The banks are also liable to be sued by local governments who charge a small fee to file the paperwork for a mortgage transfer. This wasn't done in millions of cases as mortgages were sold and then resold multiple times as investment banks bought and sold huge bundled of securitized mortgages.
Felix Salmon, Reuter's financial blogger lays the possible consequences out.
The legal craziness that this decision sets in motion is going to be huge, I’m sure. Anybody who was foreclosed on in Massachusetts should now be phoning up their lawyer and trying to find out if the foreclosure was illegal. If it was — if there was a break in the chain of title somewhere which meant that the bank didn’t own the mortgage in question — then the borrower should be able to get their deed, and their home, back from the bank. This decision is retroactive, and no one has a clue how many thousands of foreclosures it might cover.
Similarly, if you bought a Massachusetts home out of foreclosure, you should be very worried. You might not have proper title to your home, and you risk losing it to the original owner. It might be worth dusting off your title insurance: you could need it. And if you ever need to sell your home, well, good luck with that.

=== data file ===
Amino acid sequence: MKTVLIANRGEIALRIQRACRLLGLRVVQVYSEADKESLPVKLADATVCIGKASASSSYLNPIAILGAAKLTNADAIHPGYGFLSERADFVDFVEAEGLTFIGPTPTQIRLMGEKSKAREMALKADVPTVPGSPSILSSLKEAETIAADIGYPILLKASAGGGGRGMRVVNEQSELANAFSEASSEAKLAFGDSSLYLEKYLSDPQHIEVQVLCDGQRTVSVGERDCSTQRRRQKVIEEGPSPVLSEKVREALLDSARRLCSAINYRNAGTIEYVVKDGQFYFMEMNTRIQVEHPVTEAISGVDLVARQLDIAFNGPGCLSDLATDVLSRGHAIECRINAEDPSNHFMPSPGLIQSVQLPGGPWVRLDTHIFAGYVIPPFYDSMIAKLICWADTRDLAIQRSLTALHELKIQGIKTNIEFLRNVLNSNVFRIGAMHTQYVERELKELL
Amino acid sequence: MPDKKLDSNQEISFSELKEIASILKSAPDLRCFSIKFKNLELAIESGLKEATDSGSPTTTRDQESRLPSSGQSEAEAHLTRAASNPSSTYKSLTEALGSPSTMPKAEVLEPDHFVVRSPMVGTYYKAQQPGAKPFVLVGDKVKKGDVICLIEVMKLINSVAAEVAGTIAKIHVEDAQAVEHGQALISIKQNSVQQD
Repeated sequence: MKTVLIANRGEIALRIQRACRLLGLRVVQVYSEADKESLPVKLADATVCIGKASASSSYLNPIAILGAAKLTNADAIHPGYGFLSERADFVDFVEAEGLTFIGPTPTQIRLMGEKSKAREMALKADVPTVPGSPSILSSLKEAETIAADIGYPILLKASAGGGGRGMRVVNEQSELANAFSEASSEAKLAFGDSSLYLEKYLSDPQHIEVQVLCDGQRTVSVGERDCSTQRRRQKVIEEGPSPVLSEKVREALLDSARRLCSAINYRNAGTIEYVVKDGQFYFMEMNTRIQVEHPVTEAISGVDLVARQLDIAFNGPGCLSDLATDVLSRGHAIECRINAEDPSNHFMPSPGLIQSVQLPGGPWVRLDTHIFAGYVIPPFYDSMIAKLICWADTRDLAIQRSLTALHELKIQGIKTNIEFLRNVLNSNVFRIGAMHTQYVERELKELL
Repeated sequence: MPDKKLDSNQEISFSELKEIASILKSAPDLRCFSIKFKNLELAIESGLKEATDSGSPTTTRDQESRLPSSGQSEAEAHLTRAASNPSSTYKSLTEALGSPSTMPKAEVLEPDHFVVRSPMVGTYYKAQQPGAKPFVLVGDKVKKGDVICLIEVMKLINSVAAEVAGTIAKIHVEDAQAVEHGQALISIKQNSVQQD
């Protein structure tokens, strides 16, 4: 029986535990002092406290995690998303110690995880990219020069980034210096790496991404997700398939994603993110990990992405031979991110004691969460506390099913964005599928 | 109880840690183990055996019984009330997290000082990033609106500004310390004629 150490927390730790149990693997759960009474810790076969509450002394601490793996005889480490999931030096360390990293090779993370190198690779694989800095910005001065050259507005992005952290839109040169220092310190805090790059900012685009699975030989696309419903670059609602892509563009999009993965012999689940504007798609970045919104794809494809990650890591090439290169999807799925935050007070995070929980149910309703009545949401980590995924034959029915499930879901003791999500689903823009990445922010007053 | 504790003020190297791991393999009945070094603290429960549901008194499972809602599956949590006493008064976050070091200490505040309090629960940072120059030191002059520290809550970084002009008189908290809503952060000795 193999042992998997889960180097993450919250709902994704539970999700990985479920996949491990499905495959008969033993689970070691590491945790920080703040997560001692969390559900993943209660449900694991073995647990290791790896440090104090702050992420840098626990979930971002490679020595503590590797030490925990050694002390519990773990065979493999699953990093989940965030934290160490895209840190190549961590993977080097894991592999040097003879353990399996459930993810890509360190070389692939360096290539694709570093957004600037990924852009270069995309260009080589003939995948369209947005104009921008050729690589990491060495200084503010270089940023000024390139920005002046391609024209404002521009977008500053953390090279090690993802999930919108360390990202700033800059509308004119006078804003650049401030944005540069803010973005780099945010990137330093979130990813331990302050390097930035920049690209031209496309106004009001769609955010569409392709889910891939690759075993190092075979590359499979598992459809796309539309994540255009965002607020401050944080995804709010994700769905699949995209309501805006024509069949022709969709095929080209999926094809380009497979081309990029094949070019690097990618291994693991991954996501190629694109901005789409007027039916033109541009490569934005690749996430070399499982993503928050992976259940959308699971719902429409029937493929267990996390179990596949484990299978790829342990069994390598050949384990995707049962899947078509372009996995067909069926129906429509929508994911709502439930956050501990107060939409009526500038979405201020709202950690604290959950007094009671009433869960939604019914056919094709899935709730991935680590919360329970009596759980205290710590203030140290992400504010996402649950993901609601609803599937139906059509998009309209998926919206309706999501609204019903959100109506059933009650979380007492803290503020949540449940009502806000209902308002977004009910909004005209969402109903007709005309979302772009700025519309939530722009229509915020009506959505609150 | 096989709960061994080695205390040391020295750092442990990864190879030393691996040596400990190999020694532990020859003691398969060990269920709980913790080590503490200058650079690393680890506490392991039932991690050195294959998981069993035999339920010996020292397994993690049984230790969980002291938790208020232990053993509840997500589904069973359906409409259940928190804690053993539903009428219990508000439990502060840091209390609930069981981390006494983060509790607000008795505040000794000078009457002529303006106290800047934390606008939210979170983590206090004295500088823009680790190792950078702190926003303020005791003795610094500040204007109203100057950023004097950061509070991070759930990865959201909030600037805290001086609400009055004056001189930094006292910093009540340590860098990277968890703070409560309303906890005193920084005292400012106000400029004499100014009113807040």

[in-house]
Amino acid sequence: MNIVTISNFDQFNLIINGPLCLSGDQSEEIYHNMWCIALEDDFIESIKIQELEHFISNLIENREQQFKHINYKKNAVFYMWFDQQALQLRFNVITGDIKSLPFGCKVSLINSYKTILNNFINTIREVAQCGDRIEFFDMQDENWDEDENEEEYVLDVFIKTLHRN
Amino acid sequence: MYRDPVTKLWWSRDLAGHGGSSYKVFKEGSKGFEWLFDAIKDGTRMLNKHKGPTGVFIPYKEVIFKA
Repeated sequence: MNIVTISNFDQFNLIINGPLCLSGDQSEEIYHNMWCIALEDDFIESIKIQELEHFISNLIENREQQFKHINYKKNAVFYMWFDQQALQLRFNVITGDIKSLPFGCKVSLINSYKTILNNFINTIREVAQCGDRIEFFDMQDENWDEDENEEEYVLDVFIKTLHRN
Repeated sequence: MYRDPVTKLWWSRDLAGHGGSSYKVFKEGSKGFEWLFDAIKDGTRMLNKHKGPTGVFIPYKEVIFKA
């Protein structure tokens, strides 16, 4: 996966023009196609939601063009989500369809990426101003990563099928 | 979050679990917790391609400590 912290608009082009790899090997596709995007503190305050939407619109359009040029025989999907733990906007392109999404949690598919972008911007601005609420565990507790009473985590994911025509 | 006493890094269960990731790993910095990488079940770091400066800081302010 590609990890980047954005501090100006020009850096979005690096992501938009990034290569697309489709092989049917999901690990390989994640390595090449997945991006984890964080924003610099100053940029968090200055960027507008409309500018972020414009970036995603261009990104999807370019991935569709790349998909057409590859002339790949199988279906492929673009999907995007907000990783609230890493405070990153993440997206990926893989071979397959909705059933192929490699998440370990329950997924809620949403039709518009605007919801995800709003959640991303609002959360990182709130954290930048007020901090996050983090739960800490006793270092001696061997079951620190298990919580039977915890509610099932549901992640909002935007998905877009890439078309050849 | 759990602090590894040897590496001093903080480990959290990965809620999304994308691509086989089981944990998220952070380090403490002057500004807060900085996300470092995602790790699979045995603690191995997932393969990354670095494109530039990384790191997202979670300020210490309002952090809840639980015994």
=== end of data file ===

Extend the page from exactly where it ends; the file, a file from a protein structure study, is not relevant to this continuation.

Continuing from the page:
This issue is at the root of the financial folly that led to the 'Great Recession'. Outright fraud was committed at virtually every step of the way. Prudence may in vogue right now but given half a chance Wall Street will happily find a new way to generate huge fees and risk money, some of it loaned from the Fed and therefore backed by the taxpayer, The modest financial reform that was passed might put the brakes on future follies but not if the Republicans have their way. They want to repeal the entire reform bill and kill the Financial Consumer Protection Agency which, has it existed at the time, may have prevented some if not most of this insanity.